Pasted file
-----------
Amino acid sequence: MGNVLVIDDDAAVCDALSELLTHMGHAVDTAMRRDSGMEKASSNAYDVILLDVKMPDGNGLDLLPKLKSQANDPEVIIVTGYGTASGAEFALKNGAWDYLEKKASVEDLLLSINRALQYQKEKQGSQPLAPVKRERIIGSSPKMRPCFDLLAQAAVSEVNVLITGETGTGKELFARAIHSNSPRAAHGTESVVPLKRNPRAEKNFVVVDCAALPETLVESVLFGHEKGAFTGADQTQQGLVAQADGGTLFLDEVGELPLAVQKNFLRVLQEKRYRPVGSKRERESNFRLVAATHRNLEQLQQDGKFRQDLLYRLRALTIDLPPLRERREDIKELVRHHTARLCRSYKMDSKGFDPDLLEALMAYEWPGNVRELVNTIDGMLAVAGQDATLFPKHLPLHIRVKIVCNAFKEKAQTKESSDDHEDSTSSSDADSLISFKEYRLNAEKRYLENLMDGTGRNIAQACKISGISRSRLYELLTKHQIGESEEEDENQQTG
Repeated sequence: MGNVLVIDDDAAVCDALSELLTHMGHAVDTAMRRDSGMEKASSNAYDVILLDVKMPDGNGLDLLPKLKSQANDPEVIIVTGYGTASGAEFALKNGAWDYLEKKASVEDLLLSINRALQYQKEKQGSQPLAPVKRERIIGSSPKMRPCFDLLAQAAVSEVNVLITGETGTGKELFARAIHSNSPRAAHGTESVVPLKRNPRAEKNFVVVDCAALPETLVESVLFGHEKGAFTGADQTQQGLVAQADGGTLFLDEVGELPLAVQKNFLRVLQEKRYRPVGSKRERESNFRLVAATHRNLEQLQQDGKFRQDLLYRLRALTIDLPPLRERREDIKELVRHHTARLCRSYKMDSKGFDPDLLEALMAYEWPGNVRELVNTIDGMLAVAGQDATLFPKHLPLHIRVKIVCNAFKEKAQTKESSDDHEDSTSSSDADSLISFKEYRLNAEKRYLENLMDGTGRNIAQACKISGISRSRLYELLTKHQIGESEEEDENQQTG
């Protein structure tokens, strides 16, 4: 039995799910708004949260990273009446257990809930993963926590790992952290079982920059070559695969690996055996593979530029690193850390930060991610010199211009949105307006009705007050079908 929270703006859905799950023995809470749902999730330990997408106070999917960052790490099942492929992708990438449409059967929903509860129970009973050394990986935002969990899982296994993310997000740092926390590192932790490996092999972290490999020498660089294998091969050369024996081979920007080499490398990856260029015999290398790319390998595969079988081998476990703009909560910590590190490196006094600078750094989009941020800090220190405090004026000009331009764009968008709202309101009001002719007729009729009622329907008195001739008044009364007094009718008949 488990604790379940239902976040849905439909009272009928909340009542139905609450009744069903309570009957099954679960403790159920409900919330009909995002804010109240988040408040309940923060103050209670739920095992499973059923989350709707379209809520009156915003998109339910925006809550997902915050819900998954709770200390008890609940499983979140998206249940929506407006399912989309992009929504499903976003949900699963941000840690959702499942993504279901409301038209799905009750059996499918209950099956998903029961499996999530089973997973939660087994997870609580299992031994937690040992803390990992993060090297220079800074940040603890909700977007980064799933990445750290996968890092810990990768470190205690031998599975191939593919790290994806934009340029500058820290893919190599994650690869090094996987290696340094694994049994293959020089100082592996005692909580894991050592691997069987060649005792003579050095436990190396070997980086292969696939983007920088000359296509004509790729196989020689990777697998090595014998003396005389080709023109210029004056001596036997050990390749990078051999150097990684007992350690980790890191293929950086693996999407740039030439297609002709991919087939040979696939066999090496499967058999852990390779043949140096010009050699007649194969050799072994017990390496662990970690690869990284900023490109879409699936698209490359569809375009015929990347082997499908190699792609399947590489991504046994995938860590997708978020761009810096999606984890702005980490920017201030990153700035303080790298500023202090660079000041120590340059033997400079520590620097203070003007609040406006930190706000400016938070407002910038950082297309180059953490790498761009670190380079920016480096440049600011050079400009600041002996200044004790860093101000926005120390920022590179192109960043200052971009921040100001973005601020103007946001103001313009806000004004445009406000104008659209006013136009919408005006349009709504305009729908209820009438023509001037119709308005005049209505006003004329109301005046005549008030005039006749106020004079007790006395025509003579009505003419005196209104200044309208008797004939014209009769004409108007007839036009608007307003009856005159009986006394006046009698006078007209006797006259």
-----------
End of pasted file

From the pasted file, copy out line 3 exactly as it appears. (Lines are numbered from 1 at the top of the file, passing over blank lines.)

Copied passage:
């Protein structure tokens, strides 16, 4: 039995799910708004949260990273009446257990809930993963926590790992952290079982920059070559695969690996055996593979530029690193850390930060991610010199211009949105307006009705007050079908 929270703006859905799950023995809470749902999730330990997408106070999917960052790490099942492929992708990438449409059967929903509860129970009973050394990986935002969990899982296994993310997000740092926390590192932790490996092999972290490999020498660089294998091969050369024996081979920007080499490398990856260029015999290398790319390998595969079988081998476990703009909560910590590190490196006094600078750094989009941020800090220190405090004026000009331009764009968008709202309101009001002719007729009729009622329907008195001739008044009364007094009718008949 488990604790379940239902976040849905439909009272009928909340009542139905609450009744069903309570009957099954679960403790159920409900919330009909995002804010109240988040408040309940923060103050209670739920095992499973059923989350709707379209809520009156915003998109339910925006809550997902915050819900998954709770200390008890609940499983979140998206249940929506407006399912989309992009929504499903976003949900699963941000840690959702499942993504279901409301038209799905009750059996499918209950099956998903029961499996999530089973997973939660087994997870609580299992031994937690040992803390990992993060090297220079800074940040603890909700977007980064799933990445750290996968890092810990990768470190205690031998599975191939593919790290994806934009340029500058820290893919190599994650690869090094996987290696340094694994049994293959020089100082592996005692909580894991050592691997069987060649005792003579050095436990190396070997980086292969696939983007920088000359296509004509790729196989020689990777697998090595014998003396005389080709023109210029004056001596036997050990390749990078051999150097990684007992350690980790890191293929950086693996999407740039030439297609002709991919087939040979696939066999090496499967058999852990390779043949140096010009050699007649194969050799072994017990390496662990970690690869990284900023490109879409699936698209490359569809375009015929990347082997499908190699792609399947590489991504046994995938860590997708978020761009810096999606984890702005980490920017201030990153700035303080790298500023202090660079000041120590340059033997400079520590620097203070003007609040406006930190706000400016938070407002910038950082297309180059953490790498761009670190380079920016480096440049600011050079400009600041002996200044004790860093101000926005120390920022590179192109960043200052971009921040100001973005601020103007946001103001313009806000004004445009406000104008659209006013136009919408005006349009709504305009729908209820009438023509001037119709308005005049209505006003004329109301005046005549008030005039006749106020004079007790006395025509003579009505003419005196209104200044309208008797004939014209009769004409108007007839036009608007307003009856005159009986006394006046009698006078007209006797006259």